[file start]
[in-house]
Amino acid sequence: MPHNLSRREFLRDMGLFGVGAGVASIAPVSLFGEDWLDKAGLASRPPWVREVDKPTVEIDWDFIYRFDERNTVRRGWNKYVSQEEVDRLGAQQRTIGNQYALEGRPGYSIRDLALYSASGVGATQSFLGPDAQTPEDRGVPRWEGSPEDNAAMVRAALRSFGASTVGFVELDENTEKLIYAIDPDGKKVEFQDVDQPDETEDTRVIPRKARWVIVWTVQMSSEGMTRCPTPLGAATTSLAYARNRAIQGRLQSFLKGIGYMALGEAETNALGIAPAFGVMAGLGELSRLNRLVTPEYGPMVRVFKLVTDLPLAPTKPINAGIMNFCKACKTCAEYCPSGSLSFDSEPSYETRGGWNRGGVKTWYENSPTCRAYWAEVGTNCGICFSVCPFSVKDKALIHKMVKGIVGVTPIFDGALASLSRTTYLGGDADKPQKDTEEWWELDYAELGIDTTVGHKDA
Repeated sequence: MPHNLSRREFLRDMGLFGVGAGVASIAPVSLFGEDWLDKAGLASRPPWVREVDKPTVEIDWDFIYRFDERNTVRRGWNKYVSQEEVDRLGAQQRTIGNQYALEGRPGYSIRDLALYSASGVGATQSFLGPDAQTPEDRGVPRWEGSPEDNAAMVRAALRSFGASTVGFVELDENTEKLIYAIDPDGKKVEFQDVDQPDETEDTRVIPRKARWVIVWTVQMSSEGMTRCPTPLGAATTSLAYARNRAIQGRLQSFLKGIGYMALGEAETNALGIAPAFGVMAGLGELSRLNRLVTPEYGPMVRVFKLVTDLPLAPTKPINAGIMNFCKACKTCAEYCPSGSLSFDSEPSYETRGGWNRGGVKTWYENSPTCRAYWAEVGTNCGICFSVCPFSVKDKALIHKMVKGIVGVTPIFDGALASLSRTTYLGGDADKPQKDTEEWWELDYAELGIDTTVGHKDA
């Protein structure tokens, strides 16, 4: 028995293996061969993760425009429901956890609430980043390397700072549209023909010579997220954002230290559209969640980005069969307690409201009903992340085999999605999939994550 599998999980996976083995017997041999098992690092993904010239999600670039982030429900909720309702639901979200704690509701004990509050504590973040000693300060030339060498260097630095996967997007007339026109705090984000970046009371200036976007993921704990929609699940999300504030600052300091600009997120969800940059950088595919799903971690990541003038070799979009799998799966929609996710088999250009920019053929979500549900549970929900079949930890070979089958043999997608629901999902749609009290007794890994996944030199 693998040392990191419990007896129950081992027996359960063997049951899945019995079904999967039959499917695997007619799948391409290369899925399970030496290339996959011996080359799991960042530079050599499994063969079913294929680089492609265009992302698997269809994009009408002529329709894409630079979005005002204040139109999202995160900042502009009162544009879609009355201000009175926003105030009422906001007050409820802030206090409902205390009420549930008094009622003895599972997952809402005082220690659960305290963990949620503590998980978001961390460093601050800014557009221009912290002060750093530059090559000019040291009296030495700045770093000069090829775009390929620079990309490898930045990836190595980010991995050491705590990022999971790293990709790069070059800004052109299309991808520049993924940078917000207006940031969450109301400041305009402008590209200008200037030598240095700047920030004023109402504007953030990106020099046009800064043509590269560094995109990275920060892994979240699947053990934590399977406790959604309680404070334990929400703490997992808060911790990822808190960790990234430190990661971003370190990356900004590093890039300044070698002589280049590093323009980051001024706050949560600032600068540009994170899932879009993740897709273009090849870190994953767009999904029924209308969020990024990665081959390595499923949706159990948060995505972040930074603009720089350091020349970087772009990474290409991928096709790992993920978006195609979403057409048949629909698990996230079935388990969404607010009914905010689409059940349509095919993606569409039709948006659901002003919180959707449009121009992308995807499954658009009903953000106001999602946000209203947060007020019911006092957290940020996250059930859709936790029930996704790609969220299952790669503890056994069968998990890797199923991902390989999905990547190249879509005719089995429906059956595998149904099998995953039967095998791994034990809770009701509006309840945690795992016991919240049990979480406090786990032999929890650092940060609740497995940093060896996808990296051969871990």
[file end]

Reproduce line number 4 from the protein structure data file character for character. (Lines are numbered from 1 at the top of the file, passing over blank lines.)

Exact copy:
């Protein structure tokens, strides 16, 4: 028995293996061969993760425009429901956890609430980043390397700072549209023909010579997220954002230290559209969640980005069969307690409201009903992340085999999605999939994550 599998999980996976083995017997041999098992690092993904010239999600670039982030429900909720309702639901979200704690509701004990509050504590973040000693300060030339060498260097630095996967997007007339026109705090984000970046009371200036976007993921704990929609699940999300504030600052300091600009997120969800940059950088595919799903971690990541003038070799979009799998799966929609996710088999250009920019053929979500549900549970929900079949930890070979089958043999997608629901999902749609009290007794890994996944030199 693998040392990191419990007896129950081992027996359960063997049951899945019995079904999967039959499917695997007619799948391409290369899925399970030496290339996959011996080359799991960042530079050599499994063969079913294929680089492609265009992302698997269809994009009408002529329709894409630079979005005002204040139109999202995160900042502009009162544009879609009355201000009175926003105030009422906001007050409820802030206090409902205390009420549930008094009622003895599972997952809402005082220690659960305290963990949620503590998980978001961390460093601050800014557009221009912290002060750093530059090559000019040291009296030495700045770093000069090829775009390929620079990309490898930045990836190595980010991995050491705590990022999971790293990709790069070059800004052109299309991808520049993924940078917000207006940031969450109301400041305009402008590209200008200037030598240095700047920030004023109402504007953030990106020099046009800064043509590269560094995109990275920060892994979240699947053990934590399977406790959604309680404070334990929400703490997992808060911790990822808190960790990234430190990661971003370190990356900004590093890039300044070698002589280049590093323009980051001024706050949560600032600068540009994170899932879009993740897709273009090849870190994953767009999904029924209308969020990024990665081959390595499923949706159990948060995505972040930074603009720089350091020349970087772009990474290409991928096709790992993920978006195609979403057409048949629909698990996230079935388990969404607010009914905010689409059940349509095919993606569409039709948006659901002003919180959707449009121009992308995807499954658009009903953000106001999602946000209203947060007020019911006092957290940020996250059930859709936790029930996704790609969220299952790669503890056994069968998990890797199923991902390989999905990547190249879509005719089995429906059956595998149904099998995953039967095998791994034990809770009701509006309840945690795992016991919240049990979480406090786990032999929890650092940060609740497995940093060896996808990296051969871990």